A middle-aged woman on a street-side stall sold Laphing--spicy cold jelly noodle dish served with soya chunks. Although she had a constant serene smile on her face, her face reads of suffering. She was compelled to leave Tibet because of the ‘political outburst’ and the scars happened to remain. However, she is now content here. Even though she has been selling food on the streets for the past four years, she has managed to send off her children to study outside Delhi--son to Dharamshala and daughter to Mussoorie. These places also have Tibetan roots and they long to stay connected.
Speaking to a man in his late 50s, we discovered the other side of lives of Tibetan refugees in India. He was manning the desk at one of the numerous hotels that play a major role in the economy of the area. Spending 40 years in Indian states of Meghalaya, Karnataka and now Delhi, he is still struggling with basic necessities--a reason he did not marry. For a person who cannot keep his stomach full, it will be an added responsibility to support an entire family. He was never sure if he could provide them with a roof and chose the nomadic life. This is a shivering reality of most of them.
However, despite the air of melancholy surrounding these people, still, they continue to smile.
Gratefulness, diplomacy, silent agony
Meeting with the local association’s authorities, we understood that suffering is not limited to just the trauma of a lost home. Though these refugees get aid from the government and have legal rights but, deep down, are fighting a silent battle to meet the basic needs. "They are doing whatever they can. If Delhi government does not have enough water, how can we expect for extended supply? Same is the case of electricity." The spokesperson seemed to be in the state of acceptance with whatever they are being provided with.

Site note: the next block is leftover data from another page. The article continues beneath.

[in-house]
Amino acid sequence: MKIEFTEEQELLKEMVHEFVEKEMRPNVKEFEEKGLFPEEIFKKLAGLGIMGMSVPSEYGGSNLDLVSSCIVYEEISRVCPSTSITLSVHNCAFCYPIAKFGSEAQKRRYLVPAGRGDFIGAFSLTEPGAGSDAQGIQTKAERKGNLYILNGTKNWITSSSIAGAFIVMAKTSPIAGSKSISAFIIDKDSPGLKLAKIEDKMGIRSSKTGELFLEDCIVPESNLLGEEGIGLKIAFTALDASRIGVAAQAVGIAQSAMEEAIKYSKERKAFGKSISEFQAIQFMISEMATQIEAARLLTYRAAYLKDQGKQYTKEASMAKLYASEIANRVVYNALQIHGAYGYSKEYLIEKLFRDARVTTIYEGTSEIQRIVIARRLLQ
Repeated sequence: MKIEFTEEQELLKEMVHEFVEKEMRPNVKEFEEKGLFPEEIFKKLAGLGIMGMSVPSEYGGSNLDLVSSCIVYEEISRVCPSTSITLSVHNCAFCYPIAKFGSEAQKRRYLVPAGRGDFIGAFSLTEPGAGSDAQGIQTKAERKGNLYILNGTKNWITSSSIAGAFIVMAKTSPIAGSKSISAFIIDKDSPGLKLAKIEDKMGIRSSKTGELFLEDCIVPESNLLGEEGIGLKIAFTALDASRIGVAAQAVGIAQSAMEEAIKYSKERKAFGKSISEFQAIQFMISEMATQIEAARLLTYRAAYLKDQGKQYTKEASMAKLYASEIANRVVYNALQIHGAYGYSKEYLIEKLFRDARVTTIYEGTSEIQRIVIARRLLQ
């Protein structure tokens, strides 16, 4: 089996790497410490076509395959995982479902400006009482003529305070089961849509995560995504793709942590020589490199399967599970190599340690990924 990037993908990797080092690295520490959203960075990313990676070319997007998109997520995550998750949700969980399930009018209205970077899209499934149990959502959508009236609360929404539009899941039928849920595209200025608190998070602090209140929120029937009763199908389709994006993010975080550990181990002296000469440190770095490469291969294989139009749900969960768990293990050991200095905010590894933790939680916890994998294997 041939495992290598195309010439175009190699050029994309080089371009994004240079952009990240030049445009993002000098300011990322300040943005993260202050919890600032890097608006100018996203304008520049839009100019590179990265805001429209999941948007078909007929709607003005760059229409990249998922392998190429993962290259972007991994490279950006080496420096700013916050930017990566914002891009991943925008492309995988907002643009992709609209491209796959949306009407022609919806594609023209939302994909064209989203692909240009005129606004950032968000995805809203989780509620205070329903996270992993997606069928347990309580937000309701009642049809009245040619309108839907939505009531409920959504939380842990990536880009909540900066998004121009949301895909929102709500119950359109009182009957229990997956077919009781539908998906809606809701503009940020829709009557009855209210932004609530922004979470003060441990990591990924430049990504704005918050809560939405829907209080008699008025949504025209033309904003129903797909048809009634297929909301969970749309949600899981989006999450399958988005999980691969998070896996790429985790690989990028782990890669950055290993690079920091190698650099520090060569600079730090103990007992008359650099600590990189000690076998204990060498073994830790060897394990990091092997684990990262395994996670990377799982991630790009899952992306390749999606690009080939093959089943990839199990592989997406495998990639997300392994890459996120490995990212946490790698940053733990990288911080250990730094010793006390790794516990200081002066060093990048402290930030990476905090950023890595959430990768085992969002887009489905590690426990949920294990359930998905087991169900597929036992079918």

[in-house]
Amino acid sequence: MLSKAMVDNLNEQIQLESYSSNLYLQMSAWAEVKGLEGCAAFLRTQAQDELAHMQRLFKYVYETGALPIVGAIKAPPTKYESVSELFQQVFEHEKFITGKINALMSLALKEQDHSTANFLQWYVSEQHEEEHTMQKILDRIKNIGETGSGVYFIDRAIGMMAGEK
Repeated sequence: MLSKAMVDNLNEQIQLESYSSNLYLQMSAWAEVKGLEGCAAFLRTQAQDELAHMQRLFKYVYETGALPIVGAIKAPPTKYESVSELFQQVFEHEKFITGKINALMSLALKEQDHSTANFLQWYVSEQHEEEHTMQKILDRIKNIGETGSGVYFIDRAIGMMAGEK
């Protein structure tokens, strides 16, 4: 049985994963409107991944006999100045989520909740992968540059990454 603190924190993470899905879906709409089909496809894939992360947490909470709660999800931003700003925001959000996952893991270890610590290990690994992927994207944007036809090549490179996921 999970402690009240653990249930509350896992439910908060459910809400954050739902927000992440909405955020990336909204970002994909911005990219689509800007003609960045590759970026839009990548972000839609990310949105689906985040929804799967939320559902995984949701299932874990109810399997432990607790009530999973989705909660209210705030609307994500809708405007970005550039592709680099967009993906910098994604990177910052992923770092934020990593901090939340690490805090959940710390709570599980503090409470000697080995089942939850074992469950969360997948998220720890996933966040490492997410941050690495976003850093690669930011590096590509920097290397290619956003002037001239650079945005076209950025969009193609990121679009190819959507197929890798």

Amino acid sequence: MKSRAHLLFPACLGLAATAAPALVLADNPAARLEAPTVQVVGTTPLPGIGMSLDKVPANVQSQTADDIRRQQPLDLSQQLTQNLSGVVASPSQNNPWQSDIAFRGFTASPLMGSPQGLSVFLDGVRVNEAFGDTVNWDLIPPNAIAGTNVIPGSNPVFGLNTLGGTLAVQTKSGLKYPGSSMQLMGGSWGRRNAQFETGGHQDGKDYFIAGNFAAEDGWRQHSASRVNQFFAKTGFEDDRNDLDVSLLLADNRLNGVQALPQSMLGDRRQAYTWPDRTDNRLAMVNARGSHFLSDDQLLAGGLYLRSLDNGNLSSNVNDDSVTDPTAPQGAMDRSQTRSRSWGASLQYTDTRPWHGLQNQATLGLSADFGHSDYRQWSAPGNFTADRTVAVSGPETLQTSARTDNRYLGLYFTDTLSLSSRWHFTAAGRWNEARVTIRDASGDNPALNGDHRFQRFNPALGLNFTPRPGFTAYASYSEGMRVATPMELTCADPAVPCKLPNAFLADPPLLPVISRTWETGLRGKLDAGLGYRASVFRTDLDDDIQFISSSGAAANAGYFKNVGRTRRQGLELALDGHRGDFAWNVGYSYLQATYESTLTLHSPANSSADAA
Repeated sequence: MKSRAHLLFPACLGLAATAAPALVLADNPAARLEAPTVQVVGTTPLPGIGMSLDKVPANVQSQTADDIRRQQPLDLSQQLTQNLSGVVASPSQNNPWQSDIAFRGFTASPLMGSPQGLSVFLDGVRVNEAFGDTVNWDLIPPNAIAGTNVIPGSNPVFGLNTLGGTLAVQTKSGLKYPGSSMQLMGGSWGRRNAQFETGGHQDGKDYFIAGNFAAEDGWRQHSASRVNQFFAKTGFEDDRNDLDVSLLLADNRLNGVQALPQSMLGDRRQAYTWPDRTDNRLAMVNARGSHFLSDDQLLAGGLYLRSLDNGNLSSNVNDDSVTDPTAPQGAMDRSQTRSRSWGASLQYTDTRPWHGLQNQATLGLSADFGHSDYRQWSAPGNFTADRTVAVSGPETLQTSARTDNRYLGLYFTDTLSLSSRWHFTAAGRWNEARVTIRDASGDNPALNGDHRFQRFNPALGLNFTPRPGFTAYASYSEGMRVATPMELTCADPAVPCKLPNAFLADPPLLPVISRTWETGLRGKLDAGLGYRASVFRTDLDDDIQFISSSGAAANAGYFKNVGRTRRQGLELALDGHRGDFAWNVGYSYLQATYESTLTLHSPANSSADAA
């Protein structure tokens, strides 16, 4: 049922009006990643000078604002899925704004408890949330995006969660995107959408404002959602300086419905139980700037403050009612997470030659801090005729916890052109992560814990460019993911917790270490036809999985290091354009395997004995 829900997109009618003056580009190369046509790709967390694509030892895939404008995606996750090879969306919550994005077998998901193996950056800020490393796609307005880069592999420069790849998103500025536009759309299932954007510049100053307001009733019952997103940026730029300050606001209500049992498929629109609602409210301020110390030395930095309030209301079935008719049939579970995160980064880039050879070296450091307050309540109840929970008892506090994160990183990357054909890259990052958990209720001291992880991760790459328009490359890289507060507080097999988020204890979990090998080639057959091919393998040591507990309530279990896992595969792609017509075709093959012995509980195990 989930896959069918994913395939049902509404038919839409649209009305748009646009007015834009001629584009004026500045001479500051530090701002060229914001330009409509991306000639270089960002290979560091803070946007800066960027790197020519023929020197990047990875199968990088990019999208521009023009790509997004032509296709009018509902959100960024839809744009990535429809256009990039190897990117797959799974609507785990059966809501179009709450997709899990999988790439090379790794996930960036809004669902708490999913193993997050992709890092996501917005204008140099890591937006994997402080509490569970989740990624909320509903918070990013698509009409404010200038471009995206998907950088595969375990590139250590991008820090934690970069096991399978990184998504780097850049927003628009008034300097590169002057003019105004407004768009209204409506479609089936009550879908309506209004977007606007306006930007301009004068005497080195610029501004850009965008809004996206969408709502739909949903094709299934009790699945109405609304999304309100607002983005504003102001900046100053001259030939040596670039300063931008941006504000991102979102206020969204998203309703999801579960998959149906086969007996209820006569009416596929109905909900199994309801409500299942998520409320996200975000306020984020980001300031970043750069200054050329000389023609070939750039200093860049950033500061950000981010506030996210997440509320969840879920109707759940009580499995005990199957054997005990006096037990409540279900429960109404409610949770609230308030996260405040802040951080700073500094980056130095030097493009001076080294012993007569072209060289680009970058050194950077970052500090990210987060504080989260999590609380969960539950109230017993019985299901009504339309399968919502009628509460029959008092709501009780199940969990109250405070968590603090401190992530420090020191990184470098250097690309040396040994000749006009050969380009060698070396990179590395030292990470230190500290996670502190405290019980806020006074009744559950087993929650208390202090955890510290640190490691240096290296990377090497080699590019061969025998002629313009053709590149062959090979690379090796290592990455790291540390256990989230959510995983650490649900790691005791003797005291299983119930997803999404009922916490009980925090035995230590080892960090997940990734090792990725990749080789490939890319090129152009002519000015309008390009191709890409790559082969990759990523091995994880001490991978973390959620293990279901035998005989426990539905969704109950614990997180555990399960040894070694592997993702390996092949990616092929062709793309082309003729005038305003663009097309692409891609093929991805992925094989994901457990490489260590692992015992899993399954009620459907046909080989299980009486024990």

Tibetan edibles- sweets, cookies and beverages (WION)
Happy Birthday, His Holiness
Dalai Lama’s birthday falls on 6th of July and the enthusiasm for celebrating with performances, feasts and religious ceremonies is all over the place. The authorities informed that Delhi’s chief minister Arvind Kejriwal will be the guest of honour of the festivities.
To them, Dalai Lama, the spiritual leader, and patron saint is the manifestation of the supreme power--their faith is quite evident as every single set-up in the vicinity has a picture of him. A glance of him is all they crave for. But surprisingly, when asked about what they would like to say to him for his birthday, the chatty 25-year-old Tsering Choephel shied away, as if he is too small or insignificant to speak to the supreme.
They believe that Dalai Lama helped them settle in India, and he alone can take them back by liberating Tibet from China.
Next destination: Karnataka?
However, one thing that surprised us was that everybody aspired moving to Karnataka. Opportunity-wise there are more options for this community out there, which may have moved these people. Also, space wise Bylakuppe, a Tibetan town in Karnataka is way larger than here.
"We get food for free in the monasteries of Karnataka, better shelter, more business opportunities, climate cooler than Delhi", says a monk. Not one, but many of the Tibetans dwelling in Majnu-ka-tilla are looking forward to move to Karnataka.
As we roamed around, a Ganesha idol among Tibetan deities caught our attention. “Ganesha is one of the important deities of the Tibetans,” mentioned the young Tibetan boy manning the store. In another store owned by a Nepalese woman, a statue of their very own version of Ganesha lied on the counter. The Tibetan shopkeeper is only seven years old to the country. Like many others, he wishes to head to Karnataka.
Tibetan Ganesha idol in idols store, Majnu-ka-tilla (WION)
The dream of returning to Tibet still inspires them. India has provided them a home away from home but nevetheless, it is a makeshift home. Assimilation is difficult, finding jobs tough, and speaking out publicly about lack of opportunities not welcomed. A refugee is a refugee at the end of the day and they should remain grateful for whatever they are getting -- a common assumption that is true for all host countries worldwide. Thus, we may celebrate Dalai Lama as ours but the refugees prefer to stay in the chrysalis they have built in the ‘Majnu Ka Tila’. The outside world of bustling city of New Delhi is too alien for them.